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Santa Ana’s top officials are strongly endorsing businesses owned by their workers, unanimously declaring the city wants to be the first in Orange County to support small business development through worker cooperatives.
A resolution passed 5-to-0 by the City Council last week said the cooperatives provide local goods and services, stable jobs, and economic opportunities for low-income workers, while also keeping wealth local. At the same time, it added, cooperatives are often limited in their ability to get bank loans.
And with many small business owners about to retire and potentially close shop, the city says conversions to worker cooperatives could help preserve those jobs.
At their meeting last week, the City Council directed staff to study actions to assist cooperatives – such as reducing business license fees and allowing them to apply for small business grants – and bring back recommendations to the council within 90 days.
A cooperative is essentially a self-organized business that is owned and governed by its workers, with profits shared among the workforce. They often are small businesses that provide services like housecleaning, baked goods or electrical work.
There are about 300 to 400 worker cooperatives in the United States, “employing around 7,000 people and generating over $400 million in annual revenues,” according to a 2015 report by the U.S. Federation of Worker Cooperatives.
Councilwoman Michele Martinez, who brought the item to her colleagues, said the city needs to develop a system to support the cooperatives.
She cited the example of Rainbow Disposal, a Huntington Beach-based trash hauler that merged with a larger company. Because Rainbow was a cooperative, Martinez said, many of the employees became millionaires, which she said “is very cool.”
Martinez also pointed to the yogurt company Chobani, which last year promised ownership stakes to its 2,000 full-time workers if the upstate New York company goes public or is sold.
On a unanimous vote, the council approved the resolution, which directs city staff to study and bring back potential action items in the future on a variety of changes to assist worker cooperatives.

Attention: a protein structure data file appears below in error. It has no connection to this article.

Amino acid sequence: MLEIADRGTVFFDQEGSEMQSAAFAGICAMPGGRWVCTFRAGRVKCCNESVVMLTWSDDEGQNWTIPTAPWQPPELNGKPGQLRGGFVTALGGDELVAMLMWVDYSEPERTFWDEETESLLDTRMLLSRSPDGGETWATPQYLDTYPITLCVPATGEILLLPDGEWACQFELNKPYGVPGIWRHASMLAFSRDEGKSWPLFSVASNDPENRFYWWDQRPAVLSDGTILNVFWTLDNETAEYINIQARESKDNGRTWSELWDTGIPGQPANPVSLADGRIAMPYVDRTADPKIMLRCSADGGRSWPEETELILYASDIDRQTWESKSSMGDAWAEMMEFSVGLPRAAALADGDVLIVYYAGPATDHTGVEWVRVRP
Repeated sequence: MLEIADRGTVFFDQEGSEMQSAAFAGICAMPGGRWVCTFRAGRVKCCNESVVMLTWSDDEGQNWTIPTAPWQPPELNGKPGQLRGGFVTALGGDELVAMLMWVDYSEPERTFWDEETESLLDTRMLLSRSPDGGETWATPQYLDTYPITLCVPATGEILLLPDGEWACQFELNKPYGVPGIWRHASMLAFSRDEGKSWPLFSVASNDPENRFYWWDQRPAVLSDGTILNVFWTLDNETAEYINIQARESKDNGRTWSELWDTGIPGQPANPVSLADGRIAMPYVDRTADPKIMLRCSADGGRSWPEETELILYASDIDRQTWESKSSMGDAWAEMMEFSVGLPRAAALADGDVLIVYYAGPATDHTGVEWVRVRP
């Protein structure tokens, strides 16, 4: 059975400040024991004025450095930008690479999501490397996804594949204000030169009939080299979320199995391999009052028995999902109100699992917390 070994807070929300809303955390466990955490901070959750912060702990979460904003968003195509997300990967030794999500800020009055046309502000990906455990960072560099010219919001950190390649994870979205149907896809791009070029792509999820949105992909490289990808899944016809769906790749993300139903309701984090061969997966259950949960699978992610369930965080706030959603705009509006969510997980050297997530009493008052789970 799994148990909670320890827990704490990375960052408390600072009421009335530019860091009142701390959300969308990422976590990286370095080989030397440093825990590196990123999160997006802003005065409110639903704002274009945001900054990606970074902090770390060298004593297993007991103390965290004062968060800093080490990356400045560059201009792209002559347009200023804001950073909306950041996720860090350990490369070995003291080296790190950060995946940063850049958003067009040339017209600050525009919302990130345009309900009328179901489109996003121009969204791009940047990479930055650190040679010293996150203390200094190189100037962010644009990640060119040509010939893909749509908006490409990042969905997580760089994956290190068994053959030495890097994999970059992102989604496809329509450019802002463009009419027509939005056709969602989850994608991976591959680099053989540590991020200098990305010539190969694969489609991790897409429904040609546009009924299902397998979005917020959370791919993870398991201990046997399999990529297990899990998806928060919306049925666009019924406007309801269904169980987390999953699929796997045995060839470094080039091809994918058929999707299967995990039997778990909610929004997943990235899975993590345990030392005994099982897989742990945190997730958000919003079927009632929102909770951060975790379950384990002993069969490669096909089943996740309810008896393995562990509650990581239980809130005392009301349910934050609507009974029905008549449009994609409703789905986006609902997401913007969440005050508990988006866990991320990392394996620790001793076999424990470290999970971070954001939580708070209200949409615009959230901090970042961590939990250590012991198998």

These include providing incentives related to city government purchases, allowing cooperatives to obtain federally-funded small business grants, and lowering the fees charged to cooperatives for Santa Ana’s infamously-expensive business licenses.
As of 2010, the licenses each cost between $200 and $10,000 per year, and averaged around $350 annually, according to the Orange County Register. City officials didn’t return a message Friday asking for updated figures.
And they directed city staff to work with local stakeholders to develop a possible business ordinance related to worker cooperatives.
Other council members also declared strong support for cooperatives.
Councilman Jose Solorio said he supports the profit-sharing concept used by cooperatives, and the city can help “reduce exploitation” of workers currently in underground jobs by supporting their transition to legal work.
“I’m very supportive, and look forward to seeing our economy grow,” Solorio said.
“I’m also very supportive of this,” said Councilman Vicente Sarmiento, emphasizing the importance of helping local entrepreneurs access loans to start and expand their businesses.
The cooperative model has generated praise for allowing workers to share in more of the wealth they create, but it has also been criticized as potentially leading to organizations having little leadership expertise and a slow and inefficient decision-making process when crises emerge.
During public comments, Ana Urzua of the Santa Ana Building Healthy Communities coalition said cooperatives have been successful across the country.
“At a worker cooperative, profits – rather than going to distant investors – instead go directly to the workers themselves. As a result, the money stays grounded in the local economy, building community wealth, and contributing to our city’s economic [development],” said Urzua, who directs the health advocacy group.
Several cooperatives already exist in Santa Ana, and have been supported by the health coalition.
Members of some of those existing cooperatives addressed the council members Tuesday.
Esther Hernandez, who works in a cooperative called United Mothers Creating Art, said the opportunity helps her family make ends meet while her husband works three jobs.
Voting for the pro-cooperative resolution were Martinez, Solorio, Sarmiento, Juan Villegas, and Mayor Miguel Pulido. Councilmen Sal Tinajero and David Benavides were absent from the council meeting.
The City Council directed staff to return within 90 days, or late October, with their recommendations for action.
Urzua, whose comments were strongly supported by Martinez, said the health coalition is working with a network of worker cooperatives across the country, including the national federation of cooperatives.
“We’re laying the groundwork for a worker cooperative network” across Santa Ana that allows for “shared prosperity” among workers, Urzua said.
Nick Gerda covers county government and Santa Ana for Voice of OC. You can contact him at email@example.com.